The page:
Ireland used to have exemplary laws on the conduct of referendums, providing for equal airtime for both sides and the distribution of a leaflet with the ‘Yes’ and ‘No’ arguments to every household. When these rules produced a ‘No’ to the Nice treaty in 2001, they were revised so as to make it easier for the pro-EU forces to win a second referendum. Henceforth, the free publicity would be divided up in proportion to each party’s representation in parliament. There is no pan-European public opinion. You can’t fabricate a common nationality. And since all Irish parties — except Sinn Fein — were pro-Treaty, impartial information was replaced by State-sponsored propaganda. Worse, the result was that all subsequent Irish referendums, not just those to do with the EU, are fought on an unbalanced basis.
There are many other examples of Brussels’ influence undermining the democratic processes of its member countries in order to sustain the requirements of European integration. Croatia dropped the minimum threshold provisions in its referendum rules in order to ensure a result in favour of joining the EU in 2011. When the president of the Czech Republic declared his reluctance to sign the Lisbon Treaty into law, senior Brussels Eurocrats called on their Socialist allies in the Republic to threaten the President with impeachment, even though he was trying to stick to a promise he had made to his people in the run-up to his election.
Meanwhile, in Britain, successive party leaders have had to abandon their pledges of a referendum on one aspect or another of the EU. Each such betrayal damages their credibility with the electorate, yet it seems they are prepared to pay that price for the sake of Europe. However, British party leaders have got off lightly compared to others.
In Ireland, the ruling Fianna Fail party found its support slump from 41.6 to 17.4 per cent in last year’s general election, as voters turned against a government that had meekly agreed to the EU’s loans-for-austerity deal, turning Ireland into a vassal state.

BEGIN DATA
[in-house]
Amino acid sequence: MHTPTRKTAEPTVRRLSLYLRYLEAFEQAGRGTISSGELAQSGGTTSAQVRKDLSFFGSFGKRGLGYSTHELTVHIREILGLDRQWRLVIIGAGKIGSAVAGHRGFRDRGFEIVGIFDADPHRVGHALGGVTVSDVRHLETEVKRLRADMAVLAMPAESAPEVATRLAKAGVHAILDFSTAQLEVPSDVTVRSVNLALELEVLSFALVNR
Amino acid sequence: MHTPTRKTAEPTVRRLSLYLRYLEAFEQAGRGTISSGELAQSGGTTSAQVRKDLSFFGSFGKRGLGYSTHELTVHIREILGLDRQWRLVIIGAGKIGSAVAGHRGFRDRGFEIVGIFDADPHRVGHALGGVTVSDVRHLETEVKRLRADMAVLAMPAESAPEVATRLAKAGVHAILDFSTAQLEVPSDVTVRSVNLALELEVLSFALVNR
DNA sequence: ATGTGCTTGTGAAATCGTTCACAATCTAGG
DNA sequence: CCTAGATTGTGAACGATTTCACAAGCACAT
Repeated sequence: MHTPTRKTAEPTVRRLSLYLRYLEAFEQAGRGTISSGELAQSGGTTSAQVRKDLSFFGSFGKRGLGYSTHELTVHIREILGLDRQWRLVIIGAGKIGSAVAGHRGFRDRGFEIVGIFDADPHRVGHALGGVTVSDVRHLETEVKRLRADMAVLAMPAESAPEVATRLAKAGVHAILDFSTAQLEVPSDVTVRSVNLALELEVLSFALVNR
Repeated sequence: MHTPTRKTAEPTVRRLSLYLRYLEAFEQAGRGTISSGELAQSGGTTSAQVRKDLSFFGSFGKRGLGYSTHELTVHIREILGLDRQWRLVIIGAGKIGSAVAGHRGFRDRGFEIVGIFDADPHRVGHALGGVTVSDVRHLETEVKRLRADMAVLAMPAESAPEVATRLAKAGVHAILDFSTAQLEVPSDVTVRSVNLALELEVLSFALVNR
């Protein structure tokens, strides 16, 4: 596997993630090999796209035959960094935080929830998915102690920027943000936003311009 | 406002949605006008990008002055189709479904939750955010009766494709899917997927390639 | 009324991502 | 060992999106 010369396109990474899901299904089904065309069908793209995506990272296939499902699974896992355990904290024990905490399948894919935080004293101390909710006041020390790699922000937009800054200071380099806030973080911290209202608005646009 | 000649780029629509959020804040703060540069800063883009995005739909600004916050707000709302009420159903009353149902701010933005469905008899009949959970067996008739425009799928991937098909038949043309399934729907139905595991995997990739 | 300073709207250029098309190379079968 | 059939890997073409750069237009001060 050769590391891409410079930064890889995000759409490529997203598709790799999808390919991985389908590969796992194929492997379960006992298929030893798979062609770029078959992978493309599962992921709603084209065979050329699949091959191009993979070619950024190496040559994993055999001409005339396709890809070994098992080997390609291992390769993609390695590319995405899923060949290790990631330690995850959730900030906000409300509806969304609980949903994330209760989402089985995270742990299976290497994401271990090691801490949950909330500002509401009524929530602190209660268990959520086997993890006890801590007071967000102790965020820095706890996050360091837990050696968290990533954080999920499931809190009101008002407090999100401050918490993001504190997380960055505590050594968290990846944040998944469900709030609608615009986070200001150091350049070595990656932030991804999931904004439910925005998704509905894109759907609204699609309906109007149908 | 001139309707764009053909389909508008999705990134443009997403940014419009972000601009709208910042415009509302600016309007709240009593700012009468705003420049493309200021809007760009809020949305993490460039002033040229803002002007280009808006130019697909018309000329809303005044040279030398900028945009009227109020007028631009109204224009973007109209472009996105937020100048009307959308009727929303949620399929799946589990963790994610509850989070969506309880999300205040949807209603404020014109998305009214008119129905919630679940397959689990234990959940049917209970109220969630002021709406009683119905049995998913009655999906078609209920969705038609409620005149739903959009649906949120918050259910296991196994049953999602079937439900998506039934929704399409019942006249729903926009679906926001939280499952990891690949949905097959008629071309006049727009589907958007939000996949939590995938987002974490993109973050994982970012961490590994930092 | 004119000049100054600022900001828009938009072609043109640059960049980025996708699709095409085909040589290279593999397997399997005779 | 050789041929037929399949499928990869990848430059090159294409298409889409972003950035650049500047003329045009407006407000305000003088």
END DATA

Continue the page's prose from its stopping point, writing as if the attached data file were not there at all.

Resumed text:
In Athens, George Papandreou’s mistake was to call for a referendum on Greece’s austerity deal - a move which was to prompt fury in Brussels where, as we have seen, the first rule is ‘no referendums - unless we can fix the result’. Papandreou was not a Eurosceptic. On the contrary, he fervently wanted Greece to stay in the euro. His ‘sin’ was to be too keen on democracy, and so he was out.
Silvio Berlusconi, too, got on the wrong side of the EU. His pronouncement that ‘since the introduction of the euro, most Italians have become poorer’ was factually true, but sealed his fate. The European Central Bank’s sudden withdrawal of support for Italian bonds, verbal attacks from other EU leaders and a rebellion by Europhile Italian MPs combined to see him off.
Both Papandreou and Berlusconi were already unpopular for domestic reasons — just as Margaret Thatcher was when EU leaders and Conservative Euro-enthusiasts brought her down in 1990. Had any of these leaders been at the height of their powers, they would not have been vulnerable. Nonetheless, to depose an incumbent head of government, even a wounded one, is no small thing. It shows the hideous strength of the EU.
With Papandreou and Berlusconi out of the way, Brussels was able to install technocratic juntas in their place — unelected administrations called into being solely to enforce programmes which their nations rejected. The most shocking aspect of the whole affair was that so few people were shocked.
The Brussels system was undemocratic from the start, but its hostility to the ballot box had always been disguised by the outward trappings of constitutional rule in its member nations. That has now ceased to be true. Apparatchiks in Brussels now rule directly through apparatchiks in Athens and Rome. The voters and their tribunes are cut out altogether. There is no longer any pretence. In place of democracy, we now have the tyranny of a self-perpetuating, self-serving elite, all wedded by self-interest to the European project.